Monthly Archives: August 2015

Ushering in New Year 5776

We are just a couple weeks away from ushering in another new year, 5776. These Yamim Nora’im (Days of Awe) will be my fifth with the congregation and I, as each year, look forward to our sacred time together.

So much that has occurred during the past year – the terror threat of ISIS, or Daesh, streams of Middle Eastern refugees, continuing Israeli tensions, a likely change in Western relationships with Iran’s Shiite theocracy, the Greek financial crisis, earthquakes and other natural disasters. Elections at home highlighted worries over immigration.

For Belsize Square Synagogue, there were more triumphs than not – increased membership and continued enthusiasm for our beloved congregation and its activities, with celebrations galore and glorious musical offerings from our multi-talented members, young and old.

The challenges remain the same: enhancing Jewish identity, raising educational levels, offering a vital home for our youth, developing leadership and new volunteers, and never taking our future for granted.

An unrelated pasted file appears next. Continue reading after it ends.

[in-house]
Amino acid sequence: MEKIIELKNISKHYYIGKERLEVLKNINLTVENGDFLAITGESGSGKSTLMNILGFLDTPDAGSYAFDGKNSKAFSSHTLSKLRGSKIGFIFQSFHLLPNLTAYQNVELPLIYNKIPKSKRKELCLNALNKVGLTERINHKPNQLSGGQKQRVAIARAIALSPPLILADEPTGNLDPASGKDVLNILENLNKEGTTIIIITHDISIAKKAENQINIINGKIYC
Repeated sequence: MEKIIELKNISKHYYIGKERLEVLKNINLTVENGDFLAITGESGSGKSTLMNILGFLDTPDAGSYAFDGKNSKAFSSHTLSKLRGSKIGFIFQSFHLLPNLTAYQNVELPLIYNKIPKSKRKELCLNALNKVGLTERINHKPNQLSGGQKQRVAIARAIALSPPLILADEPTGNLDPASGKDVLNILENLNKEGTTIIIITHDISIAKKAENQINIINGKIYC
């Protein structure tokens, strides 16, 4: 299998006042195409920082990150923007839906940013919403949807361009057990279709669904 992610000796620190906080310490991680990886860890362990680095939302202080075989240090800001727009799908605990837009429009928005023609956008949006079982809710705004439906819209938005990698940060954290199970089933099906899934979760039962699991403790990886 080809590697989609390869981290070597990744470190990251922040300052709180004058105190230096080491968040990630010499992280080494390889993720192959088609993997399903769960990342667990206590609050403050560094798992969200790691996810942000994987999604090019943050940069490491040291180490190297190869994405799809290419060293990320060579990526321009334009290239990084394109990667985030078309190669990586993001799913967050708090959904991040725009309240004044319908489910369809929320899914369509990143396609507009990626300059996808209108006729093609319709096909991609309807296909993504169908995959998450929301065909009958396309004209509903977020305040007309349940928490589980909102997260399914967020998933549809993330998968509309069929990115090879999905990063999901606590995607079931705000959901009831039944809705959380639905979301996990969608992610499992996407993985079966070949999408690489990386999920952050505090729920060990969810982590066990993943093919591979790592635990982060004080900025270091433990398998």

We may approach the holidays with our usual presumptions but there are ways we can improve. For many the holidays are an ordeal, attendance something we “have to do”, services boring and prayers written in a time hard to relate to. We are unaware of the symphony, history and moral genius of the liturgy. We come late, leave early and let our minds wander or talk to our neighbours.

Despite the regular assumption that I must be disheartened by the lack of attention, I am fully aware how difficult it can be for some of you. The Hebrew is difficult, translations even more so, and services are long. And while I spend days and weeks writing my sermons, it is always a wonder that anyone really listens to my words, whose theme this year is Fear: Fear of God (the Yamim Nora’im), terror, loss of health, life, relationships.

The biggest challenge for us is this: we have too blithely turned our services into a spectator sport. People come to watch the action take place on the bimah instead of in the seats! You can change that by doing something to make our time together more engaging.

  • So make some noise at services! They are not supposed to be quiet. I hope for a constant buzz of people singing along with the choir and Cantor and it is OK to chat to our neighbours, so long as we avoid long conversations that detract from the focus of the services and disturb others.